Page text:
Posted Feb 8 , 2017
Article and photos by Desirae Gostlin, first-year Master of Mass Communication student
Fake news. It’s the new buzzword of the media industry, leaving some people wondering what is fake news exactly.
Journalism professor Ernest Wiggins and Dr. David Lankes, director of the School of Library and Information Science, led a conversation with students and faculty on Feb. 2, at the School of Journalism and Mass Communications.
At the event, "Fake News: Lunch, Learning, and Leadership," the professors discussed what fake news looks like, how to avoid accidentally proliferating it when covering a story and the potential dangers of fake news.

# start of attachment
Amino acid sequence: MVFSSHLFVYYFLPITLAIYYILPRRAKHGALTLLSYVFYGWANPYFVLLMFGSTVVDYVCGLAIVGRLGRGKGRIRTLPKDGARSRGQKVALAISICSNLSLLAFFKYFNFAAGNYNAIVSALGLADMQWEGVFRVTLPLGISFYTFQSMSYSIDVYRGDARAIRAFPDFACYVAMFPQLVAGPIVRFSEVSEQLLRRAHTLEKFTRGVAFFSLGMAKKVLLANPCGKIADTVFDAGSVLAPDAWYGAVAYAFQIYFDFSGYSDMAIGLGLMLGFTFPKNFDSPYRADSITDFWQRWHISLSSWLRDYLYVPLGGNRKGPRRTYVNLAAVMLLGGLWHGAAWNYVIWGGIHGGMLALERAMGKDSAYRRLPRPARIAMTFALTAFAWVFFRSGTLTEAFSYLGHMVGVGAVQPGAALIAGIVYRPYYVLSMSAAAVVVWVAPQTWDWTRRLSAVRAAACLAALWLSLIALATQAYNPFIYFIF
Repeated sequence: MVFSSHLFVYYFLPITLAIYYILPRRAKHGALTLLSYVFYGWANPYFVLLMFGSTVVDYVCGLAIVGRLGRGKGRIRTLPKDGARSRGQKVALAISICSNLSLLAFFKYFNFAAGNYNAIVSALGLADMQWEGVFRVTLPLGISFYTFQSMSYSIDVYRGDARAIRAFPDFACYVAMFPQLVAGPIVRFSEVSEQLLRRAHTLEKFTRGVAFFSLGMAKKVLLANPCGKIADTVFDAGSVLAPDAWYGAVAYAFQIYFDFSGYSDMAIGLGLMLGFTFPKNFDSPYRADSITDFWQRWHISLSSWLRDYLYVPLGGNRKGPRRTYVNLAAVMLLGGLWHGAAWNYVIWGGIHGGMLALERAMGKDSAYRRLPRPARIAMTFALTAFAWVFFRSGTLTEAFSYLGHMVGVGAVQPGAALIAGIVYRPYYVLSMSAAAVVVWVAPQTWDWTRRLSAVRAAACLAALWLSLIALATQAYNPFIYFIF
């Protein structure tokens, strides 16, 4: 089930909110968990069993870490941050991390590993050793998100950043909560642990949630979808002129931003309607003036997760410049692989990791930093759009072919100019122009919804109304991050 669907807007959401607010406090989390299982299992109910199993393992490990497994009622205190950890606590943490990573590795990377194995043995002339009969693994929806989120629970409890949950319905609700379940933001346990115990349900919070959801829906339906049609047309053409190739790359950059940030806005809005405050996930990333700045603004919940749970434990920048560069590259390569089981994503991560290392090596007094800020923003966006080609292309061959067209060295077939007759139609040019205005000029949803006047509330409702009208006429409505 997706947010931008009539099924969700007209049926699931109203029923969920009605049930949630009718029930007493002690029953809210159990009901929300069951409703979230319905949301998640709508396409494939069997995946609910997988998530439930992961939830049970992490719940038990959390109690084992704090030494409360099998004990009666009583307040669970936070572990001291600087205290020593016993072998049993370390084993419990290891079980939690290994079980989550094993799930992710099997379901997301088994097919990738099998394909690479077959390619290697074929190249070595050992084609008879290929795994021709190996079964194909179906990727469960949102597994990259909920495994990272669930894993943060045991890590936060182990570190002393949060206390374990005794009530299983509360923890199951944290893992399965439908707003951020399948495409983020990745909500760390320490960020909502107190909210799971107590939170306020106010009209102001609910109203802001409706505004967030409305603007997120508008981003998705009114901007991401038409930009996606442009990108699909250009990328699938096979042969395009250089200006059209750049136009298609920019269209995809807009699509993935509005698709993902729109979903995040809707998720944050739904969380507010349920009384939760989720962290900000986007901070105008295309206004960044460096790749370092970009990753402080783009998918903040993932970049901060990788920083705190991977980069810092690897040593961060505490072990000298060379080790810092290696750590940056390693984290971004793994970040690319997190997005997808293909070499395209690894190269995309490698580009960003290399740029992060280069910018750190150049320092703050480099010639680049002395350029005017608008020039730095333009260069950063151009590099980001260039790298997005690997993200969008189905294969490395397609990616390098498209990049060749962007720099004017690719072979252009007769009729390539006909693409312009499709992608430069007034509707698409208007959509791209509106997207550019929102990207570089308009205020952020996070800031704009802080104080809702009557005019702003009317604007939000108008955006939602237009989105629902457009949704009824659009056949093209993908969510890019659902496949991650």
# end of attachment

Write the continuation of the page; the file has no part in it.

Using current news sites as teaching tools, both professors also gave examples of statements intermingling personal biases with fact. They said audiences may mistakenly call a story fake news when the article may be just poorly worded.
“Fake news is not all fake. The charges of fake news are sometimes attached to stories that are 90 percent true — with some problems,” said Wiggins.
The session took place as part of the university’s Leadership Week, which is a weeklong, campus wide series of events. Multiple colleges, offices and libraries sponsor activities, seminars, panel discussions, and performances. Undergraduate students can attend these activities as part of their enhancement activities needed for Graduation with Leadership Distinction.